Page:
Capable of repairing anything afloat
Jeddah Shipyard is located in Jeddah Port on Saudi Arabia’s Red Sea coastline and is the only ISO and ABS certified repair yard in the region. The Blagha Holding Group, a maritime solutions group that incorporates companies serving many different aspects of the marine industry including HSC operation and port handling, founded Jeddah Shipyard as a place that vessels in the Red Sea can receive high quality repair and maintenance services. The yard now consists of two floating docks: one panamax sized measuring 200 metres by 33 metres, the other smaller at 150 metres by 25 metres. They are supported by an array of workshops for mechanical engineering, steel fabrication, piping fabrication, electrical, out fitting works, blasting and painting.
Though it has only two docks, Jeddah Shipyard pushes its facilities by working on multiple projects at a time. Until recently, for example, it was working on three tankers and two tugs concurrently; at the time of writing it is working on twotugs, a passenger ship, and the RO-RO ship Dorrat Jeddah. Yard general manager Ezzat Hamza briefly talks about the 113-metre Dorrat Jeddah repair: “It is a full blasting and painting job as well as repairing the tail shaft. The starboard has damage to about 20 tonnes worth of steel and we are fabricating replacement sections to fix that as well. Once that has been completed, we will complete a paint job to ensure it is seaworthy. Jeddah Shipyard usually handles many small projects and this is a standard example of what we do.”
Jeddah Shipyard’s primary business is ship repair but it has in the past also engaged in minor conversion work aboard vessels. Its wide ranging skills mean it is able to undertake almost any repair and minor conversion work required by clients, though it has close relationships with specialist companies that it can subcontract niche jobs to if necessary. Consequently, vessels of any type can be accommodated at the yard.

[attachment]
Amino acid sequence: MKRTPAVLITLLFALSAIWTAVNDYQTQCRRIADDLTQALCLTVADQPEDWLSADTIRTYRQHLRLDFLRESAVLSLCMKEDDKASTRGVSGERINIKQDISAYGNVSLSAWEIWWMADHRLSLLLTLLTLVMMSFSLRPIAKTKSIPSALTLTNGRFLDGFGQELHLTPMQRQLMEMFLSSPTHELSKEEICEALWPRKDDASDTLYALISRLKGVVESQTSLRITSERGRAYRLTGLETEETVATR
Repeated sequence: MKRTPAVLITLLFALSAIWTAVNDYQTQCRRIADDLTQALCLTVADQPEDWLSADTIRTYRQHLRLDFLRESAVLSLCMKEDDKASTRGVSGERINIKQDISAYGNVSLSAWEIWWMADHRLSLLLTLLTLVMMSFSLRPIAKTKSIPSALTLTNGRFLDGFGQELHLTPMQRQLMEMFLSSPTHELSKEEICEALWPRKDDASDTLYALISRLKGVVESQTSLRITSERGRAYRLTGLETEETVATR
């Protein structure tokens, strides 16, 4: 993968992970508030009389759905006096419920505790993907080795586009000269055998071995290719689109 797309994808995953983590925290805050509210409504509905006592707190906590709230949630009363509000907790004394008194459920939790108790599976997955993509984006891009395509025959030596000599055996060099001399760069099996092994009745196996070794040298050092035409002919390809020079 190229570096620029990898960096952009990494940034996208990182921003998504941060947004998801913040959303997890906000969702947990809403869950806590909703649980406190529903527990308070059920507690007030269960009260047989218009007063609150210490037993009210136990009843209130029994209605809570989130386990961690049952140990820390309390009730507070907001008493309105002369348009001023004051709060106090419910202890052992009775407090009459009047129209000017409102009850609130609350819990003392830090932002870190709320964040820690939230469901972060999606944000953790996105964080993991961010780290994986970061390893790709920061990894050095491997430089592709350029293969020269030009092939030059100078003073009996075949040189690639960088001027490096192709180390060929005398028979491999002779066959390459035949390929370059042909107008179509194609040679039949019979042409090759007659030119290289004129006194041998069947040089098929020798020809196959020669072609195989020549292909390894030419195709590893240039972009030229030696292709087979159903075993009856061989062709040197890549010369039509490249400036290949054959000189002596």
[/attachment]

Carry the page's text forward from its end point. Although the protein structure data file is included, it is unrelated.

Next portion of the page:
One challenge faced by the yard, however, are the limits imposed by the physical size of the Panamax dock. Its 200 by 33 metre dimension and 7.5 metre draft mean that a large portion of the Red Sea’s traffic – which often include post-Panamax and upwardly sized tankers – are unable to fit. Nonetheless, it considers its location one of its strongest assets and the yard’s engineers are willing to take the facilities to its limits when necessary to complete an essential project.
An example of this is the Container Vessel QIFJ: “An emergency repair was needed because the vessel suffered from massive leaking from its tail shaft,” Ezzat says. “At 211 metres the ship is longer than our big dock and at 32.2 metres wide barely narrow enough to fit in. There was very little space of manoeuvring errors and other spatial accidents. We took a very big risk in docking it but successfully did so and carried out the major repair work needed to return it to sailing conditions, including removing the tail shaft and replacing the bearings that imported from Denmark. It was a challenge but one that paid off.”
Emergency cases such as this form a significant percentage of Jeddah Shipyard’s work. As the only ISO and ABS accredited yard in the region, smaller vessels requiring emergency work are directed toward it by insurance terms and its proximity compared to yards in Turkey, for example. As a result, the Saudi docks have become well practiced in delivering high quality, efficient repair jobs.
Talking about the yard’s parent group, Blagha Holding Group, Ezzat is very positive about the advantages in being part of the organisation: “It is really a very large and good quality group encompassing many activities. Not just ship repair but shipping, freight forwarding, port handling, HSC Operation, and marine consultancy as well. Recently the group acquired Dammam Shipyard from Dena Marine for the next ten years and this will add an entirely new skill set to what we are capable of.”
The addition of a dedicated fabrication yard nearby opens up many possibilities for Jeddah Shipyard such as improved efficiency and flexibility. As the Red Sea becomes increasingly busy, the prospects for the yard are many. “In particular a large number of rigs are expected to begin working in the area and that offers us a very good chance to take on new projects,” explains Ezzat. “We are looking to develop our facilities in order to handle large rigs and it is our target to grab as many of those repair and maintenance jobs as possible within the next two or three years. Beyond that, what the future holds will be up to Blagha Holding Group. Our docks are considered small so perhaps a new dock will be required but that depends on the resources available to our parent. We are confident, however, that our business will continue to be as strong in the future as it is today.”
Certified Red Sea repair yard
Strong parent group
Highly efficient work